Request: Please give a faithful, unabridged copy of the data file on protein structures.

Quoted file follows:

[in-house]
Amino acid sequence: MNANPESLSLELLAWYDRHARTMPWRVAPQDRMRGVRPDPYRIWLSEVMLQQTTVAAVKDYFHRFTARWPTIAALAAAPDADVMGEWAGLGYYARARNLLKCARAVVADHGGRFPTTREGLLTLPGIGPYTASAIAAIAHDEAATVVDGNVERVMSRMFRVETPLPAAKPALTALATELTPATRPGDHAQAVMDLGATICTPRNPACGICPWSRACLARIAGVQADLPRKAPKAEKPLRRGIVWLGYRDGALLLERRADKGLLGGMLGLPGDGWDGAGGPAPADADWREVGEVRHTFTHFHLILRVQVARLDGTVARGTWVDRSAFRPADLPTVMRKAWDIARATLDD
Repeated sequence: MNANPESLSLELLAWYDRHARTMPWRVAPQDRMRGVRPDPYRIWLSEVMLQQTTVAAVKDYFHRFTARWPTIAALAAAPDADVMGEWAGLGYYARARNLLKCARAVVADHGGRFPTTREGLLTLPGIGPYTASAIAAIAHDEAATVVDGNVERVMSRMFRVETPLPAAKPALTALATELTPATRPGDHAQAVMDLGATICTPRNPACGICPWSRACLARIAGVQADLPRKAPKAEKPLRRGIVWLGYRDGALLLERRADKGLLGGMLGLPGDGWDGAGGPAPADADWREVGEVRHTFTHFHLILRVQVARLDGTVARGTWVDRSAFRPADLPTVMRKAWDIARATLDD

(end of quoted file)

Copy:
[in-house]
Amino acid sequence: MNANPESLSLELLAWYDRHARTMPWRVAPQDRMRGVRPDPYRIWLSEVMLQQTTVAAVKDYFHRFTARWPTIAALAAAPDADVMGEWAGLGYYARARNLLKCARAVVADHGGRFPTTREGLLTLPGIGPYTASAIAAIAHDEAATVVDGNVERVMSRMFRVETPLPAAKPALTALATELTPATRPGDHAQAVMDLGATICTPRNPACGICPWSRACLARIAGVQADLPRKAPKAEKPLRRGIVWLGYRDGALLLERRADKGLLGGMLGLPGDGWDGAGGPAPADADWREVGEVRHTFTHFHLILRVQVARLDGTVARGTWVDRSAFRPADLPTVMRKAWDIARATLDD
Repeated sequence: MNANPESLSLELLAWYDRHARTMPWRVAPQDRMRGVRPDPYRIWLSEVMLQQTTVAAVKDYFHRFTARWPTIAALAAAPDADVMGEWAGLGYYARARNLLKCARAVVADHGGRFPTTREGLLTLPGIGPYTASAIAAIAHDEAATVVDGNVERVMSRMFRVETPLPAAKPALTALATELTPATRPGDHAQAVMDLGATICTPRNPACGICPWSRACLARIAGVQADLPRKAPKAEKPLRRGIVWLGYRDGALLLERRADKGLLGGMLGLPGDGWDGAGGPAPADADWREVGEVRHTFTHFHLILRVQVARLDGTVARGTWVDRSAFRPADLPTVMRKAWDIARATLDD